Commentary: This whole scene really kind of bugs me. I like the way it’s filmed and I felt really nervous for Louise, so that all works for me. What really bugged me is that they have Carl tagging behind her without a weapon of any sort. What was Kolchak’s thinking if Louise did get attacked -- take a photo of her murder? He’s already been tossed around, as well as seeing several police officers suffering the same, like a rag doll. Did he think that he could actually capture the suspect in hand to hand? Was he just going to flash bulb him… what would that have accomplished, he already knows that the killer isn’t looking like Richard Malcolm/Malcolm Richards currently by eyewitness testimony because of the serum wearing off, so snapping a photo doesn’t seem all that useful toward identifying the doctor as the culprit. I just don’t see what the logic was in Carl’s attempted set-up. They could’ve at least had Carl show Louise that he was carrying a blackjack to protect her if their plan worked.
Scene 62: With Louise a bust, our killer finds a women working late in a restaurant doing her nightly books for the day’s tally. For some reason, she does this in the practical dark.
She looks at the door with sudden fright as she hears someone messing with the doorknob. She shouts at whoever is there that they’re closed. Whoever seems to have taken the hint, but she’s left alone to nervously look out the windows for the shadow figure.
When she finally rests her mind enough to return to her work, there is a muddled yell and then the shadow figure comes jumping through the restaurant’s window. She alas doesn’t run to the kitchen for a weapon, but chooses the old “stand against a wall and scream” survival technique.
This doesn’t work. As she’s being strangled, she alas doesn’t try raking her nails across her assailant’s eyes, but chooses the “arms at my sides, making horrified face” tactic. This also, alas, doesn’t work out for her.
Commentary: This attack really disappointed me in its execution. One, I hate when female victims don’t do anything to defend themselves, like this poor woman. You’d think simple instinct would drive her to beat her fists at her attacker at the very least but no… she stands there.
But what I was disappointed more by was the fact I had this whole commentary about how Seattle’s old city provided tunnels that were just as effective as Sunnydale’s, and now I can’t use it. Considering that the killer knows the underworld beneath Seattle’s city streets well, they really lost an opportunity by having the killer suddenly grab her from behind as she sat at her table and have this be the proof to the police Captain that Kolchak was at least correct about the killer using the old city as a means of escaping their dragnet. They could’ve had a neighbor heard the screaming and found our latest victim inside a locked room with no obvious means of egress and with police responding too quickly for their killer to have otherwise escaped detection.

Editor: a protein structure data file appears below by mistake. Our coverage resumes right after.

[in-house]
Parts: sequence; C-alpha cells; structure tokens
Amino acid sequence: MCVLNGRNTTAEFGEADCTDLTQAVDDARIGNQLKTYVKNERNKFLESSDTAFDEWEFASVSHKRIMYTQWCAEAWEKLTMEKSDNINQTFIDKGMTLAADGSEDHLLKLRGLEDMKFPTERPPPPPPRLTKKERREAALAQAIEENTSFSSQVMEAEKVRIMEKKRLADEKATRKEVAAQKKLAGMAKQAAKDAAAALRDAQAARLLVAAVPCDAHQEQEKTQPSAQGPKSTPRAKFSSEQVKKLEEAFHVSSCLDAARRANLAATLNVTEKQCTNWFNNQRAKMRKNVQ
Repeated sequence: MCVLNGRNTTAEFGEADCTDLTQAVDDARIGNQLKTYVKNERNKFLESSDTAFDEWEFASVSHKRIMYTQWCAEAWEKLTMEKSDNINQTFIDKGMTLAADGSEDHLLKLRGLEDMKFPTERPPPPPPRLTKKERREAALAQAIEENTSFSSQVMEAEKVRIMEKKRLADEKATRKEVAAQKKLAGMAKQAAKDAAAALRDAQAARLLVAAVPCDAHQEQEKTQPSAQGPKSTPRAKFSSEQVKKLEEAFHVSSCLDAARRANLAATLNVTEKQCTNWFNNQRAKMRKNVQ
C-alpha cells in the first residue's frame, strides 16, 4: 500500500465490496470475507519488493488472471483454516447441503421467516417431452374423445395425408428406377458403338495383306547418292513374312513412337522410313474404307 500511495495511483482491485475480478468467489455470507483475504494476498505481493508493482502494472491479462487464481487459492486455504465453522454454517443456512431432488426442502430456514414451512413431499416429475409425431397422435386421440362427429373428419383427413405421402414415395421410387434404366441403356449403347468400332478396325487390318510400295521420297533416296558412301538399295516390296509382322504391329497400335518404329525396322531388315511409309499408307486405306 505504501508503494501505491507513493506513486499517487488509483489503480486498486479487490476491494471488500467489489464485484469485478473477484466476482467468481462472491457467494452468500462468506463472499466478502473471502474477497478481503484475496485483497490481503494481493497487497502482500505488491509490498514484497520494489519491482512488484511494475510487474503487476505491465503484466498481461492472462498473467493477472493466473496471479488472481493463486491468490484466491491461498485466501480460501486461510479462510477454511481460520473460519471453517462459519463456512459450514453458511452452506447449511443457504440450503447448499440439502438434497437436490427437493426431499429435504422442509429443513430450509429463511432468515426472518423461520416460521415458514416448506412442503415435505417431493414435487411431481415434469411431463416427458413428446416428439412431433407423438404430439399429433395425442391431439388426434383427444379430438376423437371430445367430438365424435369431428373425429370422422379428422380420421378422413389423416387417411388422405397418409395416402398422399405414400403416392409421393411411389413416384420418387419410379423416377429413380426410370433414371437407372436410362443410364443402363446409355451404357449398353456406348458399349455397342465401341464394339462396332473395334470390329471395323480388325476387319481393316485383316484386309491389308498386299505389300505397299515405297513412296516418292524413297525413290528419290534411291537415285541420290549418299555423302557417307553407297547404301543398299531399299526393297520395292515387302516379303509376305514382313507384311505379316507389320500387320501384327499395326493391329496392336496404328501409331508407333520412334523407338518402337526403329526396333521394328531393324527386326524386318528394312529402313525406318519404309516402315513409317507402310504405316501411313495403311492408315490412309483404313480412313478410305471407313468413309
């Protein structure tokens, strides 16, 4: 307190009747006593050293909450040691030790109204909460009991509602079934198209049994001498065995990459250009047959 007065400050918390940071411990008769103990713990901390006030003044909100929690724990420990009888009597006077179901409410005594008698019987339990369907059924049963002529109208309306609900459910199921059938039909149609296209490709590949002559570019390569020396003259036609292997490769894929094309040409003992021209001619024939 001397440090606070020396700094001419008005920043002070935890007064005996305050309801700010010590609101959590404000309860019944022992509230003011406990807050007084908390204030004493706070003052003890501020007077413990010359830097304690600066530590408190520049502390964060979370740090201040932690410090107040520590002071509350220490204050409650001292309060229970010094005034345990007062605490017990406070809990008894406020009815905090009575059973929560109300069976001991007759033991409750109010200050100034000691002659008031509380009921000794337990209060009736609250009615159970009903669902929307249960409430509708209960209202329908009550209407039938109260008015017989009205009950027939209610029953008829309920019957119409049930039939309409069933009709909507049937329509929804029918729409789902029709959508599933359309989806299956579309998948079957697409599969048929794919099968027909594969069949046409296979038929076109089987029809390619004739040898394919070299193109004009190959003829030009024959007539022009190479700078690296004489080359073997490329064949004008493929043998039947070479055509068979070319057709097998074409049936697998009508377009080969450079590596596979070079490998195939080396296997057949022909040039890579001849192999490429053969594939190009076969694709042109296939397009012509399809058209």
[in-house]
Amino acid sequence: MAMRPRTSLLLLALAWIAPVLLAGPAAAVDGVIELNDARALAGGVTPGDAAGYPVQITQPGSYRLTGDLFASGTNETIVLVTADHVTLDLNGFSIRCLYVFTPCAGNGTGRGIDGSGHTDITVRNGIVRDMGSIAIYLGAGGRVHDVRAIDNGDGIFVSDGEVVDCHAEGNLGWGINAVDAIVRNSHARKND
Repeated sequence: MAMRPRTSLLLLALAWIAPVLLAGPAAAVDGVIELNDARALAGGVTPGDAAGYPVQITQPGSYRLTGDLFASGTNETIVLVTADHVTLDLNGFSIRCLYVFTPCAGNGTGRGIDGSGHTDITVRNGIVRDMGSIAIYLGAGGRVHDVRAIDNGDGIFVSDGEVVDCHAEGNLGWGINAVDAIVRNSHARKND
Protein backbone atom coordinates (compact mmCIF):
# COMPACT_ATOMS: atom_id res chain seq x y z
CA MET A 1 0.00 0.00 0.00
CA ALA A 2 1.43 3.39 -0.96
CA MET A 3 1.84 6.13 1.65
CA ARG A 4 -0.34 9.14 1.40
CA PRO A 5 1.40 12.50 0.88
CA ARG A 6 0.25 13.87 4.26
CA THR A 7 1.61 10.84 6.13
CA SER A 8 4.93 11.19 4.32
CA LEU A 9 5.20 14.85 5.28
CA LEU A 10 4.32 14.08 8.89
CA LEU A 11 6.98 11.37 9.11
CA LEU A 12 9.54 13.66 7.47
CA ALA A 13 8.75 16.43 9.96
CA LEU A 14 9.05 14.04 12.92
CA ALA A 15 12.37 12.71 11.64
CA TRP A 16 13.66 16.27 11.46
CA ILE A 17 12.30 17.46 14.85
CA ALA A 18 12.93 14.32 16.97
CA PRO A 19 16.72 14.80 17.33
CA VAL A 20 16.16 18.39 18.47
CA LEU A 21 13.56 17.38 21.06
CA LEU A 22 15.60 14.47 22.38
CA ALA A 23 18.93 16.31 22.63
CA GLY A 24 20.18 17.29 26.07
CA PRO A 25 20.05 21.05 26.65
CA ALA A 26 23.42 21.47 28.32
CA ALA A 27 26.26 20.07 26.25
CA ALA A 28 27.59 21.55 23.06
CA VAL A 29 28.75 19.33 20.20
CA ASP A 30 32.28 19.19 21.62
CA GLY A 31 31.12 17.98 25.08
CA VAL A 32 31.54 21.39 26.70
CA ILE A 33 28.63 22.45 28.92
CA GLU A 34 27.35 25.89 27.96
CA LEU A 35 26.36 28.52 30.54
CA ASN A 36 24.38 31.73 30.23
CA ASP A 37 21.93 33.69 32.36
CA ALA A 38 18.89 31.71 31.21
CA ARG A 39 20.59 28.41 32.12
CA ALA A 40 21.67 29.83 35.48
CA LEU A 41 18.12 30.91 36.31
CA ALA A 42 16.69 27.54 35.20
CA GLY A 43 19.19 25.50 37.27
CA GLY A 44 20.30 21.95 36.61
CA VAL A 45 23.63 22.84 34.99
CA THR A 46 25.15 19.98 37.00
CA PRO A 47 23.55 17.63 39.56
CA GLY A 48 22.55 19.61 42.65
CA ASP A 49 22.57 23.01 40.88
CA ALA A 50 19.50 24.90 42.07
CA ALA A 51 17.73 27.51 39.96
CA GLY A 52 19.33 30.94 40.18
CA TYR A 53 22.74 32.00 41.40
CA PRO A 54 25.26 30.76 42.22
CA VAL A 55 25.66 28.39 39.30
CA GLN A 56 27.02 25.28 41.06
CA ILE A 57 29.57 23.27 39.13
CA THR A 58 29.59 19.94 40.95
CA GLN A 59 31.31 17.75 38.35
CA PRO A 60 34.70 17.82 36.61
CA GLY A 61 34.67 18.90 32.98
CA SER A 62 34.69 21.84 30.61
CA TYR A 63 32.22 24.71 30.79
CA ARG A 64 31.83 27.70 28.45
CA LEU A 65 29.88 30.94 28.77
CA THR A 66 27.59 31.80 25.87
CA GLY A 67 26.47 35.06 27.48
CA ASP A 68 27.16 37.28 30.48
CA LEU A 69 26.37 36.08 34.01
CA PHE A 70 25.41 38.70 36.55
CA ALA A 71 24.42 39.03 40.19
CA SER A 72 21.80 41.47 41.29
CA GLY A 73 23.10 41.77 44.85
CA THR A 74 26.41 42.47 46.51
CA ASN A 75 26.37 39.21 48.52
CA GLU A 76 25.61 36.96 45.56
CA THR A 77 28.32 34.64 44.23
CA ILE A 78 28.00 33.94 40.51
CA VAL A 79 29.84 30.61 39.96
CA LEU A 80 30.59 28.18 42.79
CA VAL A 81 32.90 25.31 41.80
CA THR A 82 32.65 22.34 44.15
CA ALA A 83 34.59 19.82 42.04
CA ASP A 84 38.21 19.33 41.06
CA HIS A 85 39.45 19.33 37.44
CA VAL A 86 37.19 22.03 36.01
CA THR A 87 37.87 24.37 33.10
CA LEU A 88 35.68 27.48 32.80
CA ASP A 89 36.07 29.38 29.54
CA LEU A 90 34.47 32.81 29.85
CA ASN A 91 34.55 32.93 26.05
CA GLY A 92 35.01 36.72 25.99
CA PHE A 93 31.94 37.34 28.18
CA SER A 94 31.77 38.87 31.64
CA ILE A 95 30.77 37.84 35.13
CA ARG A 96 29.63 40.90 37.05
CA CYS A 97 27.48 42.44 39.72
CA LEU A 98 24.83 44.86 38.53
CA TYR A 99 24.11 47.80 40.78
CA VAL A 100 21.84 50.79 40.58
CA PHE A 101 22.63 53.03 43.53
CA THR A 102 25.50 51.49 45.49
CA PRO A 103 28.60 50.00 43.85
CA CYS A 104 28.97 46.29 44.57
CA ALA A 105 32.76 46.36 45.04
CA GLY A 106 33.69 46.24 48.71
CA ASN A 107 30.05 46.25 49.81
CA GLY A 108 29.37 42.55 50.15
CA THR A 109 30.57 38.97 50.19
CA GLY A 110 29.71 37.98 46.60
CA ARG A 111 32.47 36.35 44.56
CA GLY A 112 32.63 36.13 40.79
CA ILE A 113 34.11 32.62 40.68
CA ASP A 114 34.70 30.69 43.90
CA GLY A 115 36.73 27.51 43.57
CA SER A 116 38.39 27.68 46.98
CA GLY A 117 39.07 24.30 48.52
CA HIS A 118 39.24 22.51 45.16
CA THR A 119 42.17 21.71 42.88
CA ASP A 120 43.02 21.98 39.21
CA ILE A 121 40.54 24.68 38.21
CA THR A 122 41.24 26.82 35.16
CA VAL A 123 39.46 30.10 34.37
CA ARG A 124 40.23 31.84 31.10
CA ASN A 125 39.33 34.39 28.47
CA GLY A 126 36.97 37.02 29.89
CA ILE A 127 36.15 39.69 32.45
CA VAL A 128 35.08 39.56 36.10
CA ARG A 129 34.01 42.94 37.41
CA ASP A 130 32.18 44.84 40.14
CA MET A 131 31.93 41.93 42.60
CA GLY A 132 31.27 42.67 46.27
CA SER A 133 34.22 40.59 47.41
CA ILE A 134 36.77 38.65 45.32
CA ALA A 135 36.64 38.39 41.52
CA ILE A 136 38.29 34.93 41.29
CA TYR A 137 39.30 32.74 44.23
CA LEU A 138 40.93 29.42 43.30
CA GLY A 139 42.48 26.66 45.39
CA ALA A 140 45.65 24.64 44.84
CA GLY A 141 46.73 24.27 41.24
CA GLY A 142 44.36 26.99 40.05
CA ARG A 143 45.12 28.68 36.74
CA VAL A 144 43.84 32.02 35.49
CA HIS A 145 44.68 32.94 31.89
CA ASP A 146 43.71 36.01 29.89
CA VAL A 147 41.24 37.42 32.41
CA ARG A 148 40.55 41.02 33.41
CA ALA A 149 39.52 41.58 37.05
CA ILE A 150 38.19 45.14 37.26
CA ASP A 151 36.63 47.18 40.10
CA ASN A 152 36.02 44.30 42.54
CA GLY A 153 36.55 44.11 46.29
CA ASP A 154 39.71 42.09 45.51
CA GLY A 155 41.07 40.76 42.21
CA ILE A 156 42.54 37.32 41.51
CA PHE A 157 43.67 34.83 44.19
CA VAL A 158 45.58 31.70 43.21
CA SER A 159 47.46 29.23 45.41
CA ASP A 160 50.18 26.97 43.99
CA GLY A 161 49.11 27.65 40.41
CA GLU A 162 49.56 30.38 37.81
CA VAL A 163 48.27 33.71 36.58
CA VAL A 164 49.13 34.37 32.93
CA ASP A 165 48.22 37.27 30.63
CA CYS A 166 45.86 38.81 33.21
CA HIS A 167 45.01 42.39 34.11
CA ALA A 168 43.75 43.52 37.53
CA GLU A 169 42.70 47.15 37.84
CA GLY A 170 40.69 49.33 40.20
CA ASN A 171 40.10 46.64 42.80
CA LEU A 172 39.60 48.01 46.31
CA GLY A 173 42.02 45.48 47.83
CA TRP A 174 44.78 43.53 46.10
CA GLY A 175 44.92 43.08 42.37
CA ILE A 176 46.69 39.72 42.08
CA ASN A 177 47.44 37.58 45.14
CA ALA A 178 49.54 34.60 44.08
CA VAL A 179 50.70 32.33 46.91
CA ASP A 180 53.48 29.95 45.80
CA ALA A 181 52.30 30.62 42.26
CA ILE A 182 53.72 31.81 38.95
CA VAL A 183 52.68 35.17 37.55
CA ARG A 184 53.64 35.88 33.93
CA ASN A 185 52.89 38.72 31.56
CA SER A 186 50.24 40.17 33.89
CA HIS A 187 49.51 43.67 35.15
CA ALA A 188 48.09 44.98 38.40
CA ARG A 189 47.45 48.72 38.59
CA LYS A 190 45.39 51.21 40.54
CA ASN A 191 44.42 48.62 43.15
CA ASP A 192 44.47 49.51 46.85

Instead we get this ridiculous leap through a window and foolish animal growling, while arm waving like a WWF villain wrestler character. It was clumsy and silly when they had a perfect set up already waiting to both kill this sixth woman and provide evidence of how the killer keeps disappearing on them.
Scene 63: We cut to patrol cars with their lights and sirens blaring rushing through the night.
At the police station, everyone is in a state of controlled chaos. While Kolchak getting his things, being released again, he voiceovers that even Schubert seemed to realize that they’d lost their chance to get their murderer with this sixth kill.
Tony Vincenzo, there to post the bail for Carl and Louise was also clearly believing in the 21-year cycle, according to Carl’s continued voiceover. Kolchak can’t resist a frustrated “I told you so” at the passing Schubert. Vincenzo tells Carl to shut up and is fit to be tied that he wasn’t out on the specific assignment he was given by his boss and his boss’ boss, instead trying to play some sort of cheapjack vigilante.
Louise asks Carl what he did “to that poor man”, claiming that she’s never seen anyone so close to being stark raving mad, before. Vincenzo in the meantime is slapping money on the officer’s desk for the bail, shaking, sweaty, and looking like he’s about to have a stroke with the aggravation that Kolchak is causing [and probably anger and guilt at himself that he wasn’t more forceful in standing on Carl’s side when he tried to tell everyone what was actually happening… just like in Las Vegas].
A pair of cops walks by with one of them telling the other that they had the suspect cornered behind the Richards Clinic when he simply vanished in a blink. Carl watches them walk away with a thoughtful look on his face.
Commentary: See my earlier complaint: This is really a clumsy device to give Kolchak a return to the clinic to find the entranceway to the underground city ruins. But it isn’t necessary -- the police should already be all over that possibility, especially with the sudden disappearance of the suspect there. They should be tearing apart the place and finding that tunnel access he had to have used.
And none of this would be necessary if they’d gone with the locked room mystery route for the sixth victim, instead of that ridiculously filmed sequence they chose.
Scene 64: Later in front of the Richard’s Clinic [where there is zero police activity, unbelievably], Kolchak voiceovers that it took him an hour to escape from Vincenzo’s ranting and only because he promised to head straight home for bed.
Naturally, he didn’t. He and Louise make their way to the clinic past another police patrol to find a secret entrance to the underground that their strangling doctor had to have used to escape. Carl guesses that the entrance has to be in the Clinic’s basement and he and Louise break in through a cellar window.